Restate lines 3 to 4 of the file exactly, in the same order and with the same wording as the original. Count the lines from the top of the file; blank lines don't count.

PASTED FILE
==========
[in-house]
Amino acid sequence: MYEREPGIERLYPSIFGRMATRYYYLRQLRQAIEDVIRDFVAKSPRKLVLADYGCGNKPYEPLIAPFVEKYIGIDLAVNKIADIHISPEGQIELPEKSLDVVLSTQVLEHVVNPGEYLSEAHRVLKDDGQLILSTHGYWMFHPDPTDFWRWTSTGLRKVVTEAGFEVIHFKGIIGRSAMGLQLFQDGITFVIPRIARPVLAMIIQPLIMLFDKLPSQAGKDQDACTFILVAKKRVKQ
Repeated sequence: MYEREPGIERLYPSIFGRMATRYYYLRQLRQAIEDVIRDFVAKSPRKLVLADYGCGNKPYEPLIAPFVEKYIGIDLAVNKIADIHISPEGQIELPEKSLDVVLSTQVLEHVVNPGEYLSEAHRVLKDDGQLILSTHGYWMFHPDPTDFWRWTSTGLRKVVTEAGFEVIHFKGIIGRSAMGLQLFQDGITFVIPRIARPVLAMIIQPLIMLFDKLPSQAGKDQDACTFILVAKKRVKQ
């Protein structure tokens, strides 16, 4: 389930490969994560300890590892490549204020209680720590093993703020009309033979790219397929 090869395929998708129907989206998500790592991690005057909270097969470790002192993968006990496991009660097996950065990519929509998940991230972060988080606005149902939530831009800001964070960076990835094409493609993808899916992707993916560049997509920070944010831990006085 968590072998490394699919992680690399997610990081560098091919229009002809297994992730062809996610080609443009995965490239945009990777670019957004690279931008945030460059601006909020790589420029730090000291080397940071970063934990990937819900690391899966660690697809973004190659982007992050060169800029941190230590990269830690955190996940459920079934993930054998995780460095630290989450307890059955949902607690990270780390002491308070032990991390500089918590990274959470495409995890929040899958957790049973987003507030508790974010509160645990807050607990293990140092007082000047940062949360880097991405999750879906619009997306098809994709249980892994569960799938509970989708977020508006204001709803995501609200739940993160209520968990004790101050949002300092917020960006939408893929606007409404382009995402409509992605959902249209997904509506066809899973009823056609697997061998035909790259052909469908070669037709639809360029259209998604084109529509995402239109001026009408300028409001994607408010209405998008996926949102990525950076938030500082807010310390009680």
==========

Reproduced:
Repeated sequence: MYEREPGIERLYPSIFGRMATRYYYLRQLRQAIEDVIRDFVAKSPRKLVLADYGCGNKPYEPLIAPFVEKYIGIDLAVNKIADIHISPEGQIELPEKSLDVVLSTQVLEHVVNPGEYLSEAHRVLKDDGQLILSTHGYWMFHPDPTDFWRWTSTGLRKVVTEAGFEVIHFKGIIGRSAMGLQLFQDGITFVIPRIARPVLAMIIQPLIMLFDKLPSQAGKDQDACTFILVAKKRVKQ
């Protein structure tokens, strides 16, 4: 389930490969994560300890590892490549204020209680720590093993703020009309033979790219397929 090869395929998708129907989206998500790592991690005057909270097969470790002192993968006990496991009660097996950065990519929509998940991230972060988080606005149902939530831009800001964070960076990835094409493609993808899916992707993916560049997509920070944010831990006085 968590072998490394699919992680690399997610990081560098091919229009002809297994992730062809996610080609443009995965490239945009990777670019957004690279931008945030460059601006909020790589420029730090000291080397940071970063934990990937819900690391899966660690697809973004190659982007992050060169800029941190230590990269830690955190996940459920079934993930054998995780460095630290989450307890059955949902607690990270780390002491308070032990991390500089918590990274959470495409995890929040899958957790049973987003507030508790974010509160645990807050607990293990140092007082000047940062949360880097991405999750879906619009997306098809994709249980892994569960799938509970989708977020508006204001709803995501609200739940993160209520968990004790101050949002300092917020960006939408893929606007409404382009995402409509992605959902249209997904509506066809899973009823056609697997061998035909790259052909469908070669037709639809360029259209998604084109529509995402239109001026009408300028409001994607408010209405998008996926949102990525950076938030500082807010310390009680």